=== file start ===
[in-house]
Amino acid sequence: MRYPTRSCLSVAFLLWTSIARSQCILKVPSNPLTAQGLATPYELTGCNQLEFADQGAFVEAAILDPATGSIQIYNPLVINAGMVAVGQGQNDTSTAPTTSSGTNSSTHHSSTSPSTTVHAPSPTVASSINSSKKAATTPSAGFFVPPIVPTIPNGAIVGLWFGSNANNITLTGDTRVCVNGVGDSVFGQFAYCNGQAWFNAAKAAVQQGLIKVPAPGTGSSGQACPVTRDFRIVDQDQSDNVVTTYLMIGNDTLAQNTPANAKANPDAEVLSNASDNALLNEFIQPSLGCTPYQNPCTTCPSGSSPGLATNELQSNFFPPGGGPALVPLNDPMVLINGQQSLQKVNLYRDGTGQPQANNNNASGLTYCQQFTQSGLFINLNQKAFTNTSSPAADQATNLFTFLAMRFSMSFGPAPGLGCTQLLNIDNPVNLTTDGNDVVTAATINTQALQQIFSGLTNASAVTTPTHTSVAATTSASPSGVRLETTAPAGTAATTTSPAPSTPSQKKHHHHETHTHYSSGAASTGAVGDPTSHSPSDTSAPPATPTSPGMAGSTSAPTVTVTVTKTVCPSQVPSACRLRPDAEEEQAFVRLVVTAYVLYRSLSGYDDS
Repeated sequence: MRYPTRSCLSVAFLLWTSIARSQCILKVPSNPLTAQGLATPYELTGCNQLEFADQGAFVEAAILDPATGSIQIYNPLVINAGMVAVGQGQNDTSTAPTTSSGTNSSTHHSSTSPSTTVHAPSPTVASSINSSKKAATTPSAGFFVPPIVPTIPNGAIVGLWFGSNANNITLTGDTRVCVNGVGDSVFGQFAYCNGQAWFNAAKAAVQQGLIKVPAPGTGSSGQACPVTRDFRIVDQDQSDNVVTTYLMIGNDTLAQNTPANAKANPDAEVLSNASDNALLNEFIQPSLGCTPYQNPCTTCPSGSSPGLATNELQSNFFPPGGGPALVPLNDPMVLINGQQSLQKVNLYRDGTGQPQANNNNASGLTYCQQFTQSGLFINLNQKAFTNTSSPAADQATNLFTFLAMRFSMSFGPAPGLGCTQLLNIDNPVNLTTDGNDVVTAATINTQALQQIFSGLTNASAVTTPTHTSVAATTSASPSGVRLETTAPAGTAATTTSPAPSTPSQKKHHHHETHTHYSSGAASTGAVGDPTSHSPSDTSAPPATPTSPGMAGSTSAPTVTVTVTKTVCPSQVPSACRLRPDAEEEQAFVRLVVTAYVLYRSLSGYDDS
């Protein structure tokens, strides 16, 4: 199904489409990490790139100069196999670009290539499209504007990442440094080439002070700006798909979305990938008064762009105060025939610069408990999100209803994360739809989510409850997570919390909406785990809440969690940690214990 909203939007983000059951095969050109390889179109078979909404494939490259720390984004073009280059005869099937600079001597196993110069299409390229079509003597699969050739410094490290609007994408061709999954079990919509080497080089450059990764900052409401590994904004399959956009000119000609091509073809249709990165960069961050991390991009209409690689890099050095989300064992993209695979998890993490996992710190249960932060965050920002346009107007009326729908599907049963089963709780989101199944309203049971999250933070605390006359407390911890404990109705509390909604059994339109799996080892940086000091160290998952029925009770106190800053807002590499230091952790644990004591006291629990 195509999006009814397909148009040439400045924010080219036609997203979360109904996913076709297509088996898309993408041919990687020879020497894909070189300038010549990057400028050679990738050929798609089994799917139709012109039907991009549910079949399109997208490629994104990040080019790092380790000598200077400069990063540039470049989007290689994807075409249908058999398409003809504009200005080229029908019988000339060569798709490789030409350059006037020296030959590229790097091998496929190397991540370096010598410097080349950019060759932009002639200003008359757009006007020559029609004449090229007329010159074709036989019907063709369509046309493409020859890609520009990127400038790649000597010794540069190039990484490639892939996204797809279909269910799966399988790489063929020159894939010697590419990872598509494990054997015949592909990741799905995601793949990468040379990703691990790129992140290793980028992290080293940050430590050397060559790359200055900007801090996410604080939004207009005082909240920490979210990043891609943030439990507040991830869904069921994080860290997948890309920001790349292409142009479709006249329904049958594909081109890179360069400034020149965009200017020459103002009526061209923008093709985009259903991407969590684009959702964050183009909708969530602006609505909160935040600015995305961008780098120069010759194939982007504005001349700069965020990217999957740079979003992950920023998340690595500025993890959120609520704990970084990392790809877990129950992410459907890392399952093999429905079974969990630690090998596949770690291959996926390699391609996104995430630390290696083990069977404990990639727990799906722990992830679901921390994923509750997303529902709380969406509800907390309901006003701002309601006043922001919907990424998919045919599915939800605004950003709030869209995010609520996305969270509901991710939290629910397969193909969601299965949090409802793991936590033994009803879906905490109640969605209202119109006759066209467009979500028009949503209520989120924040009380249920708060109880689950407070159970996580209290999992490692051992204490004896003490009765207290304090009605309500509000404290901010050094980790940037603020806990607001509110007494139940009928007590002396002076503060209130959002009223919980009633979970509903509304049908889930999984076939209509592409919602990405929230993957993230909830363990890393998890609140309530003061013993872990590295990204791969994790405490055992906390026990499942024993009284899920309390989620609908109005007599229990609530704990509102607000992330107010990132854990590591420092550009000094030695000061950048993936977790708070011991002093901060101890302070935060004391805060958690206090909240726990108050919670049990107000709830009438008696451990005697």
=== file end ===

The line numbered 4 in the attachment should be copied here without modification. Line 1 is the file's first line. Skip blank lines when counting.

């Protein structure tokens, strides 16, 4: 199904489409990490790139100069196999670009290539499209504007990442440094080439002070700006798909979305990938008064762009105060025939610069408990999100209803994360739809989510409850997570919390909406785990809440969690940690214990 909203939007983000059951095969050109390889179109078979909404494939490259720390984004073009280059005869099937600079001597196993110069299409390229079509003597699969050739410094490290609007994408061709999954079990919509080497080089450059990764900052409401590994904004399959956009000119000609091509073809249709990165960069961050991390991009209409690689890099050095989300064992993209695979998890993490996992710190249960932060965050920002346009107007009326729908599907049963089963709780989101199944309203049971999250933070605390006359407390911890404990109705509390909604059994339109799996080892940086000091160290998952029925009770106190800053807002590499230091952790644990004591006291629990 195509999006009814397909148009040439400045924010080219036609997203979360109904996913076709297509088996898309993408041919990687020879020497894909070189300038010549990057400028050679990738050929798609089994799917139709012109039907991009549910079949399109997208490629994104990040080019790092380790000598200077400069990063540039470049989007290689994807075409249908058999398409003809504009200005080229029908019988000339060569798709490789030409350059006037020296030959590229790097091998496929190397991540370096010598410097080349950019060759932009002639200003008359757009006007020559029609004449090229007329010159074709036989019907063709369509046309493409020859890609520009990127400038790649000597010794540069190039990484490639892939996204797809279909269910799966399988790489063929020159894939010697590419990872598509494990054997015949592909990741799905995601793949990468040379990703691990790129992140290793980028992290080293940050430590050397060559790359200055900007801090996410604080939004207009005082909240920490979210990043891609943030439990507040991830869904069921994080860290997948890309920001790349292409142009479709006249329904049958594909081109890179360069400034020149965009200017020459103002009526061209923008093709985009259903991407969590684009959702964050183009909708969530602006609505909160935040600015995305961008780098120069010759194939982007504005001349700069965020990217999957740079979003992950920023998340690595500025993890959120609520704990970084990392790809877990129950992410459907890392399952093999429905079974969990630690090998596949770690291959996926390699391609996104995430630390290696083990069977404990990639727990799906722990992830679901921390994923509750997303529902709380969406509800907390309901006003701002309601006043922001919907990424998919045919599915939800605004950003709030869209995010609520996305969270509901991710939290629910397969193909969601299965949090409802793991936590033994009803879906905490109640969605209202119109006759066209467009979500028009949503209520989120924040009380249920708060109880689950407070159970996580209290999992490692051992204490004896003490009765207290304090009605309500509000404290901010050094980790940037603020806990607001509110007494139940009928007590002396002076503060209130959002009223919980009633979970509903509304049908889930999984076939209509592409919602990405929230993957993230909830363990890393998890609140309530003061013993872990590295990204791969994790405490055992906390026990499942024993009284899920309390989620609908109005007599229990609530704990509102607000992330107010990132854990590591420092550009000094030695000061950048993936977790708070011991002093901060101890302070935060004391805060958690206090909240726990108050919670049990107000709830009438008696451990005697």